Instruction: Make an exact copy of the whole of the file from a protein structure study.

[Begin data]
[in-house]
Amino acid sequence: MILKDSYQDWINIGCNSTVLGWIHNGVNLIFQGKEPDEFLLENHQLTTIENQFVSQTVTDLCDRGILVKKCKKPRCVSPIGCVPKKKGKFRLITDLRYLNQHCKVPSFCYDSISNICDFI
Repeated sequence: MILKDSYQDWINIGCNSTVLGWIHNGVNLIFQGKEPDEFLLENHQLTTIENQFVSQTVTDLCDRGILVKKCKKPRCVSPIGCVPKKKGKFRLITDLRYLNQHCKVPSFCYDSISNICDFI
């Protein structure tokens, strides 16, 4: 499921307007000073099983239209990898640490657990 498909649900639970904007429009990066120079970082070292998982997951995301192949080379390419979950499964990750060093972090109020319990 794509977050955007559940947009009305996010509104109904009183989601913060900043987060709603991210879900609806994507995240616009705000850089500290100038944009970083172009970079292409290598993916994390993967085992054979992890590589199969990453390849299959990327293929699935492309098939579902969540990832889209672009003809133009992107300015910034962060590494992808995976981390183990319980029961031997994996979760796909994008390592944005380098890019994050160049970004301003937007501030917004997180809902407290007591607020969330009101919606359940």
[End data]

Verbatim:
[in-house]
Amino acid sequence: MILKDSYQDWINIGCNSTVLGWIHNGVNLIFQGKEPDEFLLENHQLTTIENQFVSQTVTDLCDRGILVKKCKKPRCVSPIGCVPKKKGKFRLITDLRYLNQHCKVPSFCYDSISNICDFI
Repeated sequence: MILKDSYQDWINIGCNSTVLGWIHNGVNLIFQGKEPDEFLLENHQLTTIENQFVSQTVTDLCDRGILVKKCKKPRCVSPIGCVPKKKGKFRLITDLRYLNQHCKVPSFCYDSISNICDFI
């Protein structure tokens, strides 16, 4: 499921307007000073099983239209990898640490657990 498909649900639970904007429009990066120079970082070292998982997951995301192949080379390419979950499964990750060093972090109020319990 794509977050955007559940947009009305996010509104109904009183989601913060900043987060709603991210879900609806994507995240616009705000850089500290100038944009970083172009970079292409290598993916994390993967085992054979992890590589199969990453390849299959990327293929699935492309098939579902969540990832889209672009003809133009992107300015910034962060590494992808995976981390183990319980029961031997994996979760796909994008390592944005380098890019994050160049970004301003937007501030917004997180809902407290007591607020969330009101919606359940």